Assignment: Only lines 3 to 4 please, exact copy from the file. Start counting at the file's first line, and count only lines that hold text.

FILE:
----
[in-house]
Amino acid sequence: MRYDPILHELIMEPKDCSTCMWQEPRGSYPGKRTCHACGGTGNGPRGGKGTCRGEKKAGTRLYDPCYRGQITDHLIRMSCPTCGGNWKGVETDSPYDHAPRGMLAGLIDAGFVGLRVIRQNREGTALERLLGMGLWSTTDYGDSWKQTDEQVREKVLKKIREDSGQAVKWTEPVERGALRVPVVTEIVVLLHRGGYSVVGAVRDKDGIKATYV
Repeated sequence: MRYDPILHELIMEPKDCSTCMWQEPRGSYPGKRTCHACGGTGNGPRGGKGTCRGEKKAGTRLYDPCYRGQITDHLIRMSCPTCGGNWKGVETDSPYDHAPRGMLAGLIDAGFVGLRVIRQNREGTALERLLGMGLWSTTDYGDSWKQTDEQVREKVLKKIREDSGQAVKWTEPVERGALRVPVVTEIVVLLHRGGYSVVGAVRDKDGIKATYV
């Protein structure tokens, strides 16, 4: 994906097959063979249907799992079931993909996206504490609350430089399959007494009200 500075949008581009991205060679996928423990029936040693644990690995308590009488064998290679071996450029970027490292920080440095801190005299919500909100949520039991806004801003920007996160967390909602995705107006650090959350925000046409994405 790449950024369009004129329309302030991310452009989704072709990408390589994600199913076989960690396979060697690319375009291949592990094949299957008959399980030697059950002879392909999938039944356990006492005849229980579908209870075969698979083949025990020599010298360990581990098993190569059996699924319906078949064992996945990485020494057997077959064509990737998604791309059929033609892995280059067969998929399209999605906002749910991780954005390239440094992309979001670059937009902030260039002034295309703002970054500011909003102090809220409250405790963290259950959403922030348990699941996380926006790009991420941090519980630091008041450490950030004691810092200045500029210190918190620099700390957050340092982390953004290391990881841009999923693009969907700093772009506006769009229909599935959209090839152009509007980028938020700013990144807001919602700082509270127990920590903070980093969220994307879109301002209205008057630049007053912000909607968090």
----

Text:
Repeated sequence: MRYDPILHELIMEPKDCSTCMWQEPRGSYPGKRTCHACGGTGNGPRGGKGTCRGEKKAGTRLYDPCYRGQITDHLIRMSCPTCGGNWKGVETDSPYDHAPRGMLAGLIDAGFVGLRVIRQNREGTALERLLGMGLWSTTDYGDSWKQTDEQVREKVLKKIREDSGQAVKWTEPVERGALRVPVVTEIVVLLHRGGYSVVGAVRDKDGIKATYV
């Protein structure tokens, strides 16, 4: 994906097959063979249907799992079931993909996206504490609350430089399959007494009200 500075949008581009991205060679996928423990029936040693644990690995308590009488064998290679071996450029970027490292920080440095801190005299919500909100949520039991806004801003920007996160967390909602995705107006650090959350925000046409994405 790449950024369009004129329309302030991310452009989704072709990408390589994600199913076989960690396979060697690319375009291949592990094949299957008959399980030697059950002879392909999938039944356990006492005849229980579908209870075969698979083949025990020599010298360990581990098993190569059996699924319906078949064992996945990485020494057997077959064509990737998604791309059929033609892995280059067969998929399209999605906002749910991780954005390239440094992309979001670059937009902030260039002034295309703002970054500011909003102090809220409250405790963290259950959403922030348990699941996380926006790009991420941090519980630091008041450490950030004691810092200045500029210190918190620099700390957050340092982390953004290391990881841009999923693009969907700093772009506006769009229909599935959209090839152009509007980028938020700013990144807001919602700082509270127990920590903070980093969220994307879109301002209205008057630049007053912000909607968090």